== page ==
living state and cornpared with scctioiis made from glands
which had not been studied in the living. Many follicles from
the experimental animals showed vacuoles of a type not seen
in the controls and which a r e believed to be the ones seen
after various experiniental procedures in the living animal
(fig. 2). I f that is SO then study of tlie sections indicates that
Fig. 2 Staiiied sections from a thyroid g l m d which liad been subjected to slight
cooling in the living animal for 4 hours. It illustrates types of vacuolation not
seen norinally. Fixation, Zenker-forinol. Stain, iron liaematoxylin ; 6 p sections.
A, vacuolatioii similar to no. 5 , figure 1; B and C, vacuolatioii similar to no. 2,
figuie 1. B suggests acute liquefaction of the cytoplasm with cellular components
in tho iacuole. C is the next srction of tlie series after R. I n the section following
C, not shoivii, the vacuoles were gone and the cclls near the vacuoles resembled
those i n C . E aiid C illustrate a localized response involving s e v r l a l cells. I), E
and F illustrate a more general peripheral colloid vacuolation. These are siinihr
t o tlic ~ a c i i o l e sin no. 2, figure 1. The intense staining of the colloid in A, B and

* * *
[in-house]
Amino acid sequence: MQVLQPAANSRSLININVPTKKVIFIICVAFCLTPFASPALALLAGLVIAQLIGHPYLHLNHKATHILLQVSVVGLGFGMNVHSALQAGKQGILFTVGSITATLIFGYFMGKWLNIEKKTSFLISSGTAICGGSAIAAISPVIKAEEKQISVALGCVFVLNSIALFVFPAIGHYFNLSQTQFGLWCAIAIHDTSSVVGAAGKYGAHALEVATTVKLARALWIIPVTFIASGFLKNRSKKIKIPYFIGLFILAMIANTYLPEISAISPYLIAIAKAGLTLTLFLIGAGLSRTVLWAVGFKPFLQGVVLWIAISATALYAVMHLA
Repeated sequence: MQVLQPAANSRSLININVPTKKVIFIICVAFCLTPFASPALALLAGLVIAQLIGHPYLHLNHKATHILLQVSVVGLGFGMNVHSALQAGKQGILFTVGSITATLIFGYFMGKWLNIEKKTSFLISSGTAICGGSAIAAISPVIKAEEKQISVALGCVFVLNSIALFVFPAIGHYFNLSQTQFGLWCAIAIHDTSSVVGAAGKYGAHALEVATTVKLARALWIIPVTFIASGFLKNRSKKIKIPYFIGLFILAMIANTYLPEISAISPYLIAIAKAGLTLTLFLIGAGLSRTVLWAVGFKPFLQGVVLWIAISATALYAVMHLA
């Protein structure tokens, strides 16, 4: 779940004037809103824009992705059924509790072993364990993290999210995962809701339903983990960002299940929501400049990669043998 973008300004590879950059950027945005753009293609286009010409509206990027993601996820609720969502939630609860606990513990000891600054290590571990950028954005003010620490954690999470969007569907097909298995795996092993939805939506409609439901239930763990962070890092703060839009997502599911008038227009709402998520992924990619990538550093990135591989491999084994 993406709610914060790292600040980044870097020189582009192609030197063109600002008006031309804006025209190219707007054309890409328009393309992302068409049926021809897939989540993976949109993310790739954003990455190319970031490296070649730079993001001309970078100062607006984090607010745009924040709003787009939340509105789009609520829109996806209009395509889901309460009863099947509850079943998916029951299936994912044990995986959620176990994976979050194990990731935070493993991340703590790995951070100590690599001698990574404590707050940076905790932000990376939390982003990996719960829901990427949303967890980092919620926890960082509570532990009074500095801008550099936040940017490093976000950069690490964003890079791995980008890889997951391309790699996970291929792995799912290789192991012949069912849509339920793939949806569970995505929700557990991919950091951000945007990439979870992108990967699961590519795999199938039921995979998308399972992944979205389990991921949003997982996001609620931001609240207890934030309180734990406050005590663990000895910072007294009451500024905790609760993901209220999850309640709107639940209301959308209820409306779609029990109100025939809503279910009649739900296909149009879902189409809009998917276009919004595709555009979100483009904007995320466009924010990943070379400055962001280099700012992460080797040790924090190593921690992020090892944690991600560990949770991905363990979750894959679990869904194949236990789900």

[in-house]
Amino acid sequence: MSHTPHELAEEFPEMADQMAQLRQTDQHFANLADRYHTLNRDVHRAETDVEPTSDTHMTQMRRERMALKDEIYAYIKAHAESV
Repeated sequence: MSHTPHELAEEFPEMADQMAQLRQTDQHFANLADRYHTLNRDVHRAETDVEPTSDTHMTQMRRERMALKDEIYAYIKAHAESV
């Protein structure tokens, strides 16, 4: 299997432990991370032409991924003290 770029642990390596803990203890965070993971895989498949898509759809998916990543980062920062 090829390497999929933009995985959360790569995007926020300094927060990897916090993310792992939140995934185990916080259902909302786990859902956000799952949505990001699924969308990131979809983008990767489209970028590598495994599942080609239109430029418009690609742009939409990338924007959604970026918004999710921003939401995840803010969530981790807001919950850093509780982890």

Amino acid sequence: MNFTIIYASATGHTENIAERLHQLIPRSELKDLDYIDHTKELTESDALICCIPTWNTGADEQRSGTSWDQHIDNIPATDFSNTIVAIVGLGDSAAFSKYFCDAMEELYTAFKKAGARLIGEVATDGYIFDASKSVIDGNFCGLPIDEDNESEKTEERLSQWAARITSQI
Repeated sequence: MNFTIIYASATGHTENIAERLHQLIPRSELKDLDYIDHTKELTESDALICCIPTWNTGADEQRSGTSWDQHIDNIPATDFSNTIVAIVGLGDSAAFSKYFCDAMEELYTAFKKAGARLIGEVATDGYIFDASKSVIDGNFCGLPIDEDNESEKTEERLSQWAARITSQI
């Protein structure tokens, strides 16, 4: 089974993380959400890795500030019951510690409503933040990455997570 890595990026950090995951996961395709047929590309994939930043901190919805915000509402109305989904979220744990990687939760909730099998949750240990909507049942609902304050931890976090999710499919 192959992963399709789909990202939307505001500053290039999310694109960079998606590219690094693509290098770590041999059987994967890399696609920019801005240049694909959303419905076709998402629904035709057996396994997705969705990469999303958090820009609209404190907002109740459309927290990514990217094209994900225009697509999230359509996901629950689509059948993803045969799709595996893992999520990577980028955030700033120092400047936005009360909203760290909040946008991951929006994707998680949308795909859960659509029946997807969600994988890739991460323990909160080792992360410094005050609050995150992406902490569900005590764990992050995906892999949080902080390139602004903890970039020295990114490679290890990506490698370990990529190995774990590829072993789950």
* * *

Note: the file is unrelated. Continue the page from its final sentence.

C is tlic coiunioii reaction in normal mice, although in a few follicles the colloid
stains gray with iron haeimtoxylin. After cooliiig of the gland or a variety of
other experimental procedures many follicles have a gray staining colloid and
fewer have a black colloid. Original magnification x 5.50. x 367.
they iiiay be produced in most cases by an acute liquefaction
of the cytoplasm followed by extrusion of it into the follicular
lumen arid in others by changes in tlie colloid independent of
cellular activity.
A sharp glass needle was introduced about half way into
tlie wall of a follicle arid left in place f o r a time. The apex of
the cell involved was clearly visible. Within this apex a vacuole formed and was discharged into the lumen (fig.1, no. 5).
This droplet was small, higlily ref ractile, and when punctured
disappeared quickly.
I f water is injected into a follicle, cells of adjacent follicles
a r c a t times affected but oiily at the places where the follicles
nieet. The effect is cliaruc rizcd by the appearance of‘ small
droplets at the distal ends of the cells (fig. 1, no. 3 ) . These
become iiicorporatccl in tlie colloid.
Attempts were made to produce vacuoles artificially. The
tip of a 1:iicro-pipette, outside diameter 5 p, was introduced
just tlirocgli the wall in a number of nicdiurn sized follicles
ltnown t o be in various stages of activity. Colloid in different
amounts from 20 C U . ~to 500 cu.p was drawn into the tube a t
various rates, but no vacuoles could he produced at the periphery of the colloid. The only result u7as a reduction in the size